by kristoph on Fri 29th Oct 2010 18:23 UTC in reply to "RE[2]: Comment by rubberneck"
kristoph Member since:
2006-01-01

Companies have fiduciary duty to their shareholders to make money. Microsoft is doing that, the law is on their side.

Making use a of rights granted to you under the law to get compensation is not even in the same ballpark as killing things.

( ... you realize that unless your a vegetarian there are many birds/animals being killed to feed you but your somehow cool with that while a patent issue invokes moral outrage?).

]{

Reply Score: 0

RE[4]: Comment by rubberneck
by Johann Chua on Sat 30th Oct 2010 05:25 UTC in reply to "RE[3]: Comment by rubberneck"
Johann Chua Member since:
2005-07-22

Plenty of animals are killed in the process of growing/harvesting crops.

Reply Score: 2

RE[2]: Comment by rubberneck
by lemur2 on Thu 28th Oct 2010 22:25 UTC in reply to "RE: Comment by rubberneck"
lemur2 Member since:
2007-02-17

"How about Google paying for proper royalties, and licensing Android so this nonsense won't happen. Then they can compete on merit.
Because the geeks on this thread don't acknowledge the primacy of patent law in the U.S. market, so they can't even entertain such conversations. Which is why you've been marked down by them. "

Hardly. The fact of the matter is that Google's OS probably doesn't contain the patented "inventions" in the first place.

Android isn't Microsoft's code. FAT or email aren't Microsoft's inventions. Linux doesn't work like Windows.

Period.

Reply Score: 4

RE[2]: Comment by rubberneck
by JAlexoid on Fri 29th Oct 2010 22:20 UTC in reply to "RE: Comment by rubberneck"
JAlexoid Member since:
2009-05-19

Because the geeks on this thread don't acknowledge the primacy of patent law in the U.S. market, so they can't even entertain such conversations. Which is why you've been marked down by them.


Problem is that Microsoft will use the US law to enforce the patent fees on consumers in all countries. No matter how important you think US is, that is just wrong.

Reply Score: 2

anti-competitive
by Soulbender on Thu 28th Oct 2010 18:29 UTC
Soulbender
Member since:
2005-08-18

I'm sure there's some kind of law against this kind of thing. Right? Isn't the free market supposed to be about competition and innovation? You know, prices drop and uncompetitive products gets obsoleted, all for the better for the consumer.
With this kind of shit we might as well live in the former soviet union or north korea. Heck, not much difference if the jackboot heel belong to the government or some corporation.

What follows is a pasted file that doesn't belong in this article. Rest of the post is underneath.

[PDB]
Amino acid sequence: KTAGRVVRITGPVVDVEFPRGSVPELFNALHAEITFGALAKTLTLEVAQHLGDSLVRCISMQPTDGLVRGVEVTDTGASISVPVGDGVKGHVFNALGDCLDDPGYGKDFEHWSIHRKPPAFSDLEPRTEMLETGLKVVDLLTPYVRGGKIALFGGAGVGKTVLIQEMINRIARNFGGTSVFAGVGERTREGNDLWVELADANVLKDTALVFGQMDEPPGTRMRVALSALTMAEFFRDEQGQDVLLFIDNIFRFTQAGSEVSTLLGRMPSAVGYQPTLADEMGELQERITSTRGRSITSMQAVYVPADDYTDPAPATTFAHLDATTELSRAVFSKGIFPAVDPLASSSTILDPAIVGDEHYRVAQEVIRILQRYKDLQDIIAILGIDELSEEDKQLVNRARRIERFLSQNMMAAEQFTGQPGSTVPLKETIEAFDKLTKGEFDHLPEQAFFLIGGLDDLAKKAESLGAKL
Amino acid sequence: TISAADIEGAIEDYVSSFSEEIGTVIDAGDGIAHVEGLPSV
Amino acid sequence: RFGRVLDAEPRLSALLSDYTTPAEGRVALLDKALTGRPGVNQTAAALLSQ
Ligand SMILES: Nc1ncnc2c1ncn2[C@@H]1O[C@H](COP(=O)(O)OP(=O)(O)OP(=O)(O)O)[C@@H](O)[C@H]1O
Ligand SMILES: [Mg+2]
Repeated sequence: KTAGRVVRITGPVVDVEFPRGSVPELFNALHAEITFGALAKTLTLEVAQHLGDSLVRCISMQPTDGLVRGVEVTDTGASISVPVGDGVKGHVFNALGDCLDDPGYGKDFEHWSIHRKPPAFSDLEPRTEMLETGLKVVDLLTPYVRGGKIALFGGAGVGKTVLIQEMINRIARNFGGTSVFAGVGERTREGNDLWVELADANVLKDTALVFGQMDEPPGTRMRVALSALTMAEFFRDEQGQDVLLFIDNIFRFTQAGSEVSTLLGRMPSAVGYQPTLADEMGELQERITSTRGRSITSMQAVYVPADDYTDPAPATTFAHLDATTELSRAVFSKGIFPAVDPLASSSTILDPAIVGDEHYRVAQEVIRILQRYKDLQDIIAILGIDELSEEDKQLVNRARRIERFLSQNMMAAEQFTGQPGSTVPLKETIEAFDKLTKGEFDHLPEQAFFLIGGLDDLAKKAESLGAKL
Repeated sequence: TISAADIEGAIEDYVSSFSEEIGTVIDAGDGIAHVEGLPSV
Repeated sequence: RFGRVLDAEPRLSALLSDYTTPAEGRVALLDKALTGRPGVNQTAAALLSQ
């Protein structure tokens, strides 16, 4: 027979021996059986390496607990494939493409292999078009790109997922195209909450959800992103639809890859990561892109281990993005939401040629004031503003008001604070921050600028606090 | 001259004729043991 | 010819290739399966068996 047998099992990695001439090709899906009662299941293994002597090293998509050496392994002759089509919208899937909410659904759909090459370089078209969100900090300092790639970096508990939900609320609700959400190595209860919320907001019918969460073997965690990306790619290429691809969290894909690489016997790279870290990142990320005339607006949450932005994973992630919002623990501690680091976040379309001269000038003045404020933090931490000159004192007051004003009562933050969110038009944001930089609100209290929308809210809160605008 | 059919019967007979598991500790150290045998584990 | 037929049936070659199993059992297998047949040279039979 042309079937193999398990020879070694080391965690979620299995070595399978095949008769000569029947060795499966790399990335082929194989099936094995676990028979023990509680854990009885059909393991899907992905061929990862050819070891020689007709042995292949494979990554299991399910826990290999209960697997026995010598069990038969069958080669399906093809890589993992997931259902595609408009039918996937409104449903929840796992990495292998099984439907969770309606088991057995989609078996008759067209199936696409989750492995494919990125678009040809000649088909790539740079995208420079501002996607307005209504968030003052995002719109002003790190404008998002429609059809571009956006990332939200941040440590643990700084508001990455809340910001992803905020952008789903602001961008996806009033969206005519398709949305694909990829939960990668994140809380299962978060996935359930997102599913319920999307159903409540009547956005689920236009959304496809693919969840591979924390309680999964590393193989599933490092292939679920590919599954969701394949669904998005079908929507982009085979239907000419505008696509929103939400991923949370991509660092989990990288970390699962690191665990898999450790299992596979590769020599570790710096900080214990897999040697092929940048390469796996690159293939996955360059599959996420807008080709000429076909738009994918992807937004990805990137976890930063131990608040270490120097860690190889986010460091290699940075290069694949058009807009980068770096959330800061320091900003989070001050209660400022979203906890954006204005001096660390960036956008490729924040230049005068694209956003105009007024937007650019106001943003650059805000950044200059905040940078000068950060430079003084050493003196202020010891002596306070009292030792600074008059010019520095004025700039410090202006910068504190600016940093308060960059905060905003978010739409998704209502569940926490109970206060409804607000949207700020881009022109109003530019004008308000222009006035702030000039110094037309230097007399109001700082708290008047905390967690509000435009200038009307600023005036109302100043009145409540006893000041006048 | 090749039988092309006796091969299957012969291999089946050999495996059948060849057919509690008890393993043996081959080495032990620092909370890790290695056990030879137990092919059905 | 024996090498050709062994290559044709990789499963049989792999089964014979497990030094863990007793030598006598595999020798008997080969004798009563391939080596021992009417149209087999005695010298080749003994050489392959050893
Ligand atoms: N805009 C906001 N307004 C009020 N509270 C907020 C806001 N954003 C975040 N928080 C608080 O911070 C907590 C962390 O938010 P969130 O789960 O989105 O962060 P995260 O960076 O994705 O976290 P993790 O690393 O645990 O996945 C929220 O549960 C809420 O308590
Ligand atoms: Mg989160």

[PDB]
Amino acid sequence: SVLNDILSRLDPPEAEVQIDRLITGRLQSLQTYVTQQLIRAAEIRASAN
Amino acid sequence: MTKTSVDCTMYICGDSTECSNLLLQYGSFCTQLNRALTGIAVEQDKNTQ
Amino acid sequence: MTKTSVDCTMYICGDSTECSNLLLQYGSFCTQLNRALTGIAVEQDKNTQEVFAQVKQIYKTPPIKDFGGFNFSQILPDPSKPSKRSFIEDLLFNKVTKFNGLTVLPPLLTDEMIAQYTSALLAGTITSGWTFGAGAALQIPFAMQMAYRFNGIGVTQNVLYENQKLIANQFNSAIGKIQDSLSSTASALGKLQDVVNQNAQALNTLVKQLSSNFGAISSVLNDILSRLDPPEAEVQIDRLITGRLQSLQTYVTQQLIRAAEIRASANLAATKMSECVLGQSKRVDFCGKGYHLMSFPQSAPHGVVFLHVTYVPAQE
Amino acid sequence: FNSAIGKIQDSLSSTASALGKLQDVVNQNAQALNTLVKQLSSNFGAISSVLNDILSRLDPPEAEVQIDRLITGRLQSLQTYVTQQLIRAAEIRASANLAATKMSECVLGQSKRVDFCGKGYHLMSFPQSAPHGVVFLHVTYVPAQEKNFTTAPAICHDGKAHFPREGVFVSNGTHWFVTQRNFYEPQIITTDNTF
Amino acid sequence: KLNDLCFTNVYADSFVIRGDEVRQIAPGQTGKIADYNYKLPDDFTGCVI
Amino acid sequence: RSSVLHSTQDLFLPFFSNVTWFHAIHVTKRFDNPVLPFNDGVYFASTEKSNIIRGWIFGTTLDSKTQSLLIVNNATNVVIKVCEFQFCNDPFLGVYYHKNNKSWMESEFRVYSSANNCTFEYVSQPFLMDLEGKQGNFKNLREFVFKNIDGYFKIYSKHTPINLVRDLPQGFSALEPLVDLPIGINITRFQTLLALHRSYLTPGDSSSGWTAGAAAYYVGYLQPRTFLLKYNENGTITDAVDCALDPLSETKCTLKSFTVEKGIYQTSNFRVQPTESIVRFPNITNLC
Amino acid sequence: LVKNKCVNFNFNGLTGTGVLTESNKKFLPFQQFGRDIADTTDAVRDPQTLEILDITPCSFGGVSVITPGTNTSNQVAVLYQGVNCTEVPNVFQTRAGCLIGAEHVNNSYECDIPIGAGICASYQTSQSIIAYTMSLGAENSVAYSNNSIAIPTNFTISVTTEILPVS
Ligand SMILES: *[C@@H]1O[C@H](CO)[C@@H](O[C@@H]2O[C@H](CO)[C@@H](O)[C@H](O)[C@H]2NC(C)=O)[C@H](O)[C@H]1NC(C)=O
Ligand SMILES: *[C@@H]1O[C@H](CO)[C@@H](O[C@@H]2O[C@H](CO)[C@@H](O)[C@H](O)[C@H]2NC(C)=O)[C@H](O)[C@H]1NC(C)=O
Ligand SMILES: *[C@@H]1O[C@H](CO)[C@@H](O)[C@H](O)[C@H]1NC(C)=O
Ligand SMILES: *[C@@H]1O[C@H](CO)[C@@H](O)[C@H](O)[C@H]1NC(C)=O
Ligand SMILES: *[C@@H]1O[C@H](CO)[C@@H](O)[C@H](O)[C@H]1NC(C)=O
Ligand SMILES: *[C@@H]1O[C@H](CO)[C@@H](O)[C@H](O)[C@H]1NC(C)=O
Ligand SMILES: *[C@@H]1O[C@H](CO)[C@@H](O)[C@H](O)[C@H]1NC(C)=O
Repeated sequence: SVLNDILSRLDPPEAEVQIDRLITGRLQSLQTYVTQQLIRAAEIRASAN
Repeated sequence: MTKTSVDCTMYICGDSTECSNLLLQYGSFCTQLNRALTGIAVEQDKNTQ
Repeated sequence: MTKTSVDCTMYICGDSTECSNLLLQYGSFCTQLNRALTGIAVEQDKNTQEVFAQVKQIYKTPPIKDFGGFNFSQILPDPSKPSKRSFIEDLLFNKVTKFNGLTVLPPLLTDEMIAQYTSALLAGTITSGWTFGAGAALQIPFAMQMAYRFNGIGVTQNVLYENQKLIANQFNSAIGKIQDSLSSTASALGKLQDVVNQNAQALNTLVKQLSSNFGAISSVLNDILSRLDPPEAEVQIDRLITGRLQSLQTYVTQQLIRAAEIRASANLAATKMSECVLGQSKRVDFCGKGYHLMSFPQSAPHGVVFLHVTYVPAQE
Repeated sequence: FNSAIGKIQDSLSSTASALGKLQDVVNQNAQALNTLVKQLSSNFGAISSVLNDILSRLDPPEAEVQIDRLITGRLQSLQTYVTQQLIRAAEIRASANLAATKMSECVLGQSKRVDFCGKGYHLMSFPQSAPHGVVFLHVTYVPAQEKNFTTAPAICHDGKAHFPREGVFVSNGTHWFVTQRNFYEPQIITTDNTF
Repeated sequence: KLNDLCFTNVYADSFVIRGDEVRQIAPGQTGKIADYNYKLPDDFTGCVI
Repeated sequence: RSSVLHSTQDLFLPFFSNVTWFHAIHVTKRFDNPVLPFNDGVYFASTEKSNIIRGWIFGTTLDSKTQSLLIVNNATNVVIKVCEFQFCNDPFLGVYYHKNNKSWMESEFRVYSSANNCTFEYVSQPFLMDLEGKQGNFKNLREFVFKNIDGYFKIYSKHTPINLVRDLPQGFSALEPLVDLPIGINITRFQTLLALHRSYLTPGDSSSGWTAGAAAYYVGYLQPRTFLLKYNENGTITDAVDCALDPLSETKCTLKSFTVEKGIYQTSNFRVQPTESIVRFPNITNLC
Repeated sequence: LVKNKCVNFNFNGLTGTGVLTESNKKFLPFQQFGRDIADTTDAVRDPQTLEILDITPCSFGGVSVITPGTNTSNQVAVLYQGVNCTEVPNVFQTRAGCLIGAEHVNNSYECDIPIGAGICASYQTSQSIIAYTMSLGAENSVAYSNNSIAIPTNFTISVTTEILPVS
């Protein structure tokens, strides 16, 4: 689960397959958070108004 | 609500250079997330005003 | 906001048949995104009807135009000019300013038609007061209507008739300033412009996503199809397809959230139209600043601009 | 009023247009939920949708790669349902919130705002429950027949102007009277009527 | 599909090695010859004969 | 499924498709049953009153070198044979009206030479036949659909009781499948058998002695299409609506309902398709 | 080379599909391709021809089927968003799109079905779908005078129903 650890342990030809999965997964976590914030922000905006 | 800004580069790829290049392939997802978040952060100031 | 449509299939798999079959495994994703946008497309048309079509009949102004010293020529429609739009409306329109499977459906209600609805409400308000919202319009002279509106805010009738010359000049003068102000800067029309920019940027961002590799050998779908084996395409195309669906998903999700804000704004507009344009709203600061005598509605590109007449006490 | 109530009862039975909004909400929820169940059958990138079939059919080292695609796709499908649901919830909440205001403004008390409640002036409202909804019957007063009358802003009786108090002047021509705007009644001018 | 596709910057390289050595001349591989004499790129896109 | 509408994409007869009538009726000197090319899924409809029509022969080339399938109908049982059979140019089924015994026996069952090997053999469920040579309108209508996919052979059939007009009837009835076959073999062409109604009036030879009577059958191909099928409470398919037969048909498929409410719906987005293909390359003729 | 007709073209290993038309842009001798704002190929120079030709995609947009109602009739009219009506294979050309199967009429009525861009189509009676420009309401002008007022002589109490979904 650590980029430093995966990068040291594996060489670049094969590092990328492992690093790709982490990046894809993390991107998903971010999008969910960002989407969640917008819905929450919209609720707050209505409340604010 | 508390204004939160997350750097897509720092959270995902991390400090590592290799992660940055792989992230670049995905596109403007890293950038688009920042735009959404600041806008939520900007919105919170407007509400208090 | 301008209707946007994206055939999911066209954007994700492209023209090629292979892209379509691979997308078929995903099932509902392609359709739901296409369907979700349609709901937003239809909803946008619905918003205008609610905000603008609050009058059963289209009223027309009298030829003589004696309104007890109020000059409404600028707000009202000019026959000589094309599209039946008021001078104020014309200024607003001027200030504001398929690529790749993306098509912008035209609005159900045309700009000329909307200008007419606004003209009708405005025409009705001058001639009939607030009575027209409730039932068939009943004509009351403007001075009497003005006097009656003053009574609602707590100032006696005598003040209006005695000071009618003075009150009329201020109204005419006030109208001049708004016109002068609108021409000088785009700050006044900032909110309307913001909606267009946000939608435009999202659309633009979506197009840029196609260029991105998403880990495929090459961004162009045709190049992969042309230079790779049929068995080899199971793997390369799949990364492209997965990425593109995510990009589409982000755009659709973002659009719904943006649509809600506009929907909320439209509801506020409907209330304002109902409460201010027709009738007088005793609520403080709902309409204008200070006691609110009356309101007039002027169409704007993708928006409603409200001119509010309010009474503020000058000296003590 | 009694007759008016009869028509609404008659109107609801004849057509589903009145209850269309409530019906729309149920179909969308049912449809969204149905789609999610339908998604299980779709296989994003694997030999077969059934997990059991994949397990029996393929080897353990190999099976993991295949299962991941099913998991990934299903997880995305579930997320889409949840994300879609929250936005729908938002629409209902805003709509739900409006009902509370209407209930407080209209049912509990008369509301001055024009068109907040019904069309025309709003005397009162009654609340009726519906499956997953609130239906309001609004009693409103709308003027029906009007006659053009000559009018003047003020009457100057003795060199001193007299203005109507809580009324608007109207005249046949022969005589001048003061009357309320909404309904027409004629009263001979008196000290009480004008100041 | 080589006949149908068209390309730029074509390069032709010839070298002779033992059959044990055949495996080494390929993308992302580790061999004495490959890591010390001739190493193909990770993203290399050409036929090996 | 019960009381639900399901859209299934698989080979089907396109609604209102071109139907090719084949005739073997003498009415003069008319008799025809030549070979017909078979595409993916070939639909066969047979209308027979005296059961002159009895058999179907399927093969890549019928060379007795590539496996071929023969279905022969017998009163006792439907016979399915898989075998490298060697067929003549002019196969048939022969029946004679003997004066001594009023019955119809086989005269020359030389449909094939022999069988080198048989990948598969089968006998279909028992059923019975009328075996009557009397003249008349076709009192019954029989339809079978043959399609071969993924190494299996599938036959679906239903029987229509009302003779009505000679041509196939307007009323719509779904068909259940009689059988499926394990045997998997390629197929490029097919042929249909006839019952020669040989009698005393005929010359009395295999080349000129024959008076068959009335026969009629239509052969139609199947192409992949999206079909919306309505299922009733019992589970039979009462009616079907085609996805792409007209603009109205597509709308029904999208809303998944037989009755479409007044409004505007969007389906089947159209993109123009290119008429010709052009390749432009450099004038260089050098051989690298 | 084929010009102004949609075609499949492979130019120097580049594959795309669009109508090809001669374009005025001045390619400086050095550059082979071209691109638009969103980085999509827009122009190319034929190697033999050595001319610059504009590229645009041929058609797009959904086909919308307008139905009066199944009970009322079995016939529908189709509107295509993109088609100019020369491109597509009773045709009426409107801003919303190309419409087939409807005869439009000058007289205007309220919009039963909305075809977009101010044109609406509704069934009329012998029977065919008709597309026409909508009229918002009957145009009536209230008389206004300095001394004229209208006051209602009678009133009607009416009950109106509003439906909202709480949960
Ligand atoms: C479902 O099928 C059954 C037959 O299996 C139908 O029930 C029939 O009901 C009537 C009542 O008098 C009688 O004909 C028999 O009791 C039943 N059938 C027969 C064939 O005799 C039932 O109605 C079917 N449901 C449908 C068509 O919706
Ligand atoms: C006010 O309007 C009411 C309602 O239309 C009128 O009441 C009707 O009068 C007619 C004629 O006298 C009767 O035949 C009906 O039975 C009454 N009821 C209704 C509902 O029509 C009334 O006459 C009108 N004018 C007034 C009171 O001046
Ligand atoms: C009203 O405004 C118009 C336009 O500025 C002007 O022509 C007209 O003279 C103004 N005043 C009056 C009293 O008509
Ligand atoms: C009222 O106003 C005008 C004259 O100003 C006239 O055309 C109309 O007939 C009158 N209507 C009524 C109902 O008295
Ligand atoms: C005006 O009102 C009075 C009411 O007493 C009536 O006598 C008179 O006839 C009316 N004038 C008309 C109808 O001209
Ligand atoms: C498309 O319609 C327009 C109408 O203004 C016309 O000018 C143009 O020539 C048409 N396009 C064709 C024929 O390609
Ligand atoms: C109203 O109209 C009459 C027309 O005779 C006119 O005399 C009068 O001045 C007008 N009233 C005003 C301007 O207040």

Reply Score: 7

RE: anti-competitive
by fretinator on Thu 28th Oct 2010 19:28 UTC in reply to "anti-competitive"
fretinator Member since:
2005-07-06

I think the confusion centers around the term "free market". To many, that means everyone being able to compete equally based on the merits of their products. However, currently, it means the government closes their eyes and lets the big players do whatever they can to corner the market, including abusing the broken patent system.

Reply Score: 8

RE[2]: anti-competitive
by fretinator on Thu 28th Oct 2010 21:17 UTC in reply to "RE: anti-competitive"
fretinator Member since:
2005-07-06

Sometimes it is the way you use a term that matters.

For instance, one might say, "We are not charging for this product, it is 'free for all'".

On the other hand, one might say, "The judges in the Federal Eastern District of Texas, whose noses are firmly planted between the buttocks of big business, have created a 'free-for-all'".

It's all about how you use the term.

Reply Score: 3

RE: anti-competitive
by kristoph on Fri 29th Oct 2010 18:14 UTC in reply to "anti-competitive"
kristoph Member since:
2006-01-01

I'm sure there's some kind of law against this kind of thing. Right?


No there is not. In fact, patent law is on the side of Microsoft here.

With this kind of shit we might as well live in the former soviet union or north korea. Heck, not much difference if the jackboot heel belong to the government or some corporation.


Actually, in the 'former soviet union', china, and many other less then democratic places patent and copyright laws are either lax or not enforced or both. It's really in the countries that are the bastion of democracy where this stuff happens.

]{

Reply Score: 1

how about
by shotsman on Thu 28th Oct 2010 18:31 UTC
shotsman
Member since:
2005-07-22

These manufacturers give two fingers to the US market and sell exclusivey to the rest of the world.
After all, even the Eu is a bigger market place that the US of A. Add that to the rest of the world where thay don't pay for Windows anyway, you have a vibrant market.
Then guys, advertise the fact that you haven't been Microsoft's bitch then you are onto a winner.